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EMPA-REG, the FDA, and the Future of SGLT-2s

Jun 18, 2016

With so much breaking news surrounding SGLT-2 Inhibitors at ADA, what conclusions can we draw? Viewpoints from our guest editorialist David Kliff, and DIC advisory board member Dr. George Bakris.

david_kliffDavid Kliff, guest editor (Publisher, Diabetic Investor)Last Tuesday, during the ADA Scientific Sessions, the FDA issued stronger warnings for two SGLT-2s, Invokana and Farxiga:

“FDA has strengthened the existing warning about the risk of acute kidney injury for the type 2 diabetes medicines canagliflozin (Invokana, Invokamet) and dapagliflozin (Farxiga, Xigduo XR).  Based on recent reports, we have revised the warnings in the drug labels to include information about acute kidney injury and added recommendations to minimize this risk.”

This follows news from Lilly as their SGLT-2 Jardiance, which was not included in this warning, cut the risk for new-onset or worsening kidney disease by 39%.

The general feeling in the diabetes medical community is that the cardiovascular benefits seen with Jardiance will be replicated by fellow SGLT-2 inhibitors Invokana and Farxiga, that this is a class effect. However, neither Johnson and Johnson (Invokana) or AstraZeneca (Farxiga) can support this belief with hard data yet.

With the FDA warning combined with the Lilly data on kidney disease, will physicians begin to favor Jardiance over other drugs in this class when prescribing? Another major question is the impact on payors. To date, Invokana has had preferential treatment with payors. While Lilly has yet to see increased sales of Jardiance since the EMPA-REG results became public, it’s possible that may change with the news of kidney disease benefits, and payors may see reason to favor Jardiance.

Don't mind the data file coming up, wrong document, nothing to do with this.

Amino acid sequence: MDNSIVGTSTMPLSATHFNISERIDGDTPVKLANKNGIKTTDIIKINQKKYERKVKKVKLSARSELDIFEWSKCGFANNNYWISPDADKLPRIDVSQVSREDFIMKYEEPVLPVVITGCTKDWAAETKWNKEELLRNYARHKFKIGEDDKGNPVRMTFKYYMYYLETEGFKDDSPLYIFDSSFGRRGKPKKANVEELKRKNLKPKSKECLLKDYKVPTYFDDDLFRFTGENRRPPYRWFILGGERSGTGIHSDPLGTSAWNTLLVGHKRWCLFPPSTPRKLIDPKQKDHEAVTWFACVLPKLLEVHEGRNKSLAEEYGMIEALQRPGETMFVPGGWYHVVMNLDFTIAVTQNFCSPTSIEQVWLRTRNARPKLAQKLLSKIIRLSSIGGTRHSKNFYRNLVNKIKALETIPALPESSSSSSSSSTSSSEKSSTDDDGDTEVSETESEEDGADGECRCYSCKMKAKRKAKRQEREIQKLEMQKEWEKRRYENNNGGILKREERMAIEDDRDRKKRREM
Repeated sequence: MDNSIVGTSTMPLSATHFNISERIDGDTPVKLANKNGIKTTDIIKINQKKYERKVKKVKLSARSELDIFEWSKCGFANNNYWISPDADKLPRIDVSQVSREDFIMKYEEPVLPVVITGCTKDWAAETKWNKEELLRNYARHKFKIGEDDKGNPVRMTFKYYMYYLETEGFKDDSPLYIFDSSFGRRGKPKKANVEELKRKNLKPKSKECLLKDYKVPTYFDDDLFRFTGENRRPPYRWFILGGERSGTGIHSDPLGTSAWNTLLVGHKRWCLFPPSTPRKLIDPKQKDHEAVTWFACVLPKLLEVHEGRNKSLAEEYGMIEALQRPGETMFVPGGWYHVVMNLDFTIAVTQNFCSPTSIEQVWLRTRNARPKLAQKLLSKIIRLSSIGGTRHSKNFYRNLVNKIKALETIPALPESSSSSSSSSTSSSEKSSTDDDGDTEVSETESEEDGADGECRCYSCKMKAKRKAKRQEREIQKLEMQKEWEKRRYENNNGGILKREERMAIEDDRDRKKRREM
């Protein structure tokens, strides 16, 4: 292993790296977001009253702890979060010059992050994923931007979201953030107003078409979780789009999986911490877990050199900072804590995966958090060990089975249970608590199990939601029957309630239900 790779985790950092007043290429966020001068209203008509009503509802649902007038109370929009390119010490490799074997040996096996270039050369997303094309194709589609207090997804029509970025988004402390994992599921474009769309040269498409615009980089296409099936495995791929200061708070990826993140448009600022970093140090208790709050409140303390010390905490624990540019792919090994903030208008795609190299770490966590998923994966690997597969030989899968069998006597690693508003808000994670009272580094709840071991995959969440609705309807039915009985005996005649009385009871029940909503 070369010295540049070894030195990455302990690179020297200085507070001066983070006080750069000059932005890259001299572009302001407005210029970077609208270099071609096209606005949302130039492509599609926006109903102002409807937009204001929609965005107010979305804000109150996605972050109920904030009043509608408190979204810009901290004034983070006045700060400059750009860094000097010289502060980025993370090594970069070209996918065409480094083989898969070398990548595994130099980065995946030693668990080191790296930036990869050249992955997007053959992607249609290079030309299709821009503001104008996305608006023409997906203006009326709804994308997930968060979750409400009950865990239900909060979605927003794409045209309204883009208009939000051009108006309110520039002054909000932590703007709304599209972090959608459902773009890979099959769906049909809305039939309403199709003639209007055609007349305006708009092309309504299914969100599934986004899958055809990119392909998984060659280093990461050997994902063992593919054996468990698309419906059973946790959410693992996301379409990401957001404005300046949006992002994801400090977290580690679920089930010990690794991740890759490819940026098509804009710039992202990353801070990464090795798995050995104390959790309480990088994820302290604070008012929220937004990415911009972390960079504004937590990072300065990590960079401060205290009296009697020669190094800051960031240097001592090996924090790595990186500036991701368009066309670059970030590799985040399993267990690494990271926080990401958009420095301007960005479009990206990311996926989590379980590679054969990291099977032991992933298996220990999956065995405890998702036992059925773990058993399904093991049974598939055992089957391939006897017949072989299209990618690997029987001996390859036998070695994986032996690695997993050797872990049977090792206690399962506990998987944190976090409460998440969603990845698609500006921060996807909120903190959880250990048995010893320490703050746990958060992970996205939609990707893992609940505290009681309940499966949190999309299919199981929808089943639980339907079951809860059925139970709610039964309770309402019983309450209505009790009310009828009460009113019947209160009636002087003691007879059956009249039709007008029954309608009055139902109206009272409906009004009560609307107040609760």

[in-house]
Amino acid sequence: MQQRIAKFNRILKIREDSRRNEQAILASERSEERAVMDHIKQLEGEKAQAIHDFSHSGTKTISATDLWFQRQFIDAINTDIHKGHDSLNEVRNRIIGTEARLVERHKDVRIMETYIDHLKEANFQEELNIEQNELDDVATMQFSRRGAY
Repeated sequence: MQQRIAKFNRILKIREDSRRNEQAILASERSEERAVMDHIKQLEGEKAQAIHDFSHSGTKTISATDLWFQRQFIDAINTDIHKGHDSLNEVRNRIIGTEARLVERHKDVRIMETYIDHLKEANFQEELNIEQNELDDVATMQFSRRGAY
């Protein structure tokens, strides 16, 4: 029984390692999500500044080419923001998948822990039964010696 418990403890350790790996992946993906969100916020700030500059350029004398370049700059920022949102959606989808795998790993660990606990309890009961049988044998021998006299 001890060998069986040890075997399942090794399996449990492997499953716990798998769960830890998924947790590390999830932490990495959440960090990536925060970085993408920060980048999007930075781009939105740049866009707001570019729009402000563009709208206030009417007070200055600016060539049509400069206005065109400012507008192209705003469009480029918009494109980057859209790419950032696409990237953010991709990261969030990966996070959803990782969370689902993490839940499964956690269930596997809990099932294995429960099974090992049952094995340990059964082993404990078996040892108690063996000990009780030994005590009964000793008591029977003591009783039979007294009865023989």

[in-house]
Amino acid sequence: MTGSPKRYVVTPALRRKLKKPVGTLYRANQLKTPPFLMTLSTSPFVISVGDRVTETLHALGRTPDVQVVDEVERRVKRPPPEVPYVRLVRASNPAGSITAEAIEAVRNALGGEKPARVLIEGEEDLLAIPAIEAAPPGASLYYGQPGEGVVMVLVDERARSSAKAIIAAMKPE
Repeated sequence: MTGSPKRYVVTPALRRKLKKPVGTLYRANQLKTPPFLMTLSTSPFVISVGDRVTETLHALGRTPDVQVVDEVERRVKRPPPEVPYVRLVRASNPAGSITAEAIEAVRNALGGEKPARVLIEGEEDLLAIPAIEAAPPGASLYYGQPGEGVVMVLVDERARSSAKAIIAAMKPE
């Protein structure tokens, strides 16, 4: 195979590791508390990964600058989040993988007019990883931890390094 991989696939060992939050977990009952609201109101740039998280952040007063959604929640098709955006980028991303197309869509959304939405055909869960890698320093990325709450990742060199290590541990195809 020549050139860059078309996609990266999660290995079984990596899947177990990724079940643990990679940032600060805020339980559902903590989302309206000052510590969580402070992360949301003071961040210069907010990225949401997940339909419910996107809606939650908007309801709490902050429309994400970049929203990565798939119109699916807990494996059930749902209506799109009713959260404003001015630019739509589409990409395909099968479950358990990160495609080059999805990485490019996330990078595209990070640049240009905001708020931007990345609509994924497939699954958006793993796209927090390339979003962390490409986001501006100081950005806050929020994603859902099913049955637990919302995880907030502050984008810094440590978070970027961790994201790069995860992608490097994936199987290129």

Payors and physicians are a risk adverse bunch and given the option they will avoid risk when they can. Even if the cardiovascular data from Invokana and Farxiga turns out to be better than that seen with Jardiance, there is still the issue of acute kidney injury. It’s possible payors and physicians may not wait for this cardiovascular data and will begin making changes based on the increased kidney risk.

george_bakrisComment from Dr. George Bakris, MD, FASN, FASH, FAHA, Professor of Medicine, Director, ASH Comprehensive Hypertension Center and on Advisory Board for Diabetes in Control and for the National Kidney Foundation:

“I’m sure the FDA did this because they are overly concerned about safety of these new drugs.  If you use SGLT2s with diuretics and with ACEi or ARBs especially in older people not drinking a lot of fluid this is what will happen-I don’t use them with diuretics and advise people to drink water and have never had a problem.”



FDA Drug Safety Communication: FDA strengthens kidney warnings for diabetes medicines canagliflozin (Invokana, Invokamet) and dapagliflozin (Farxiga, Xigduo XR)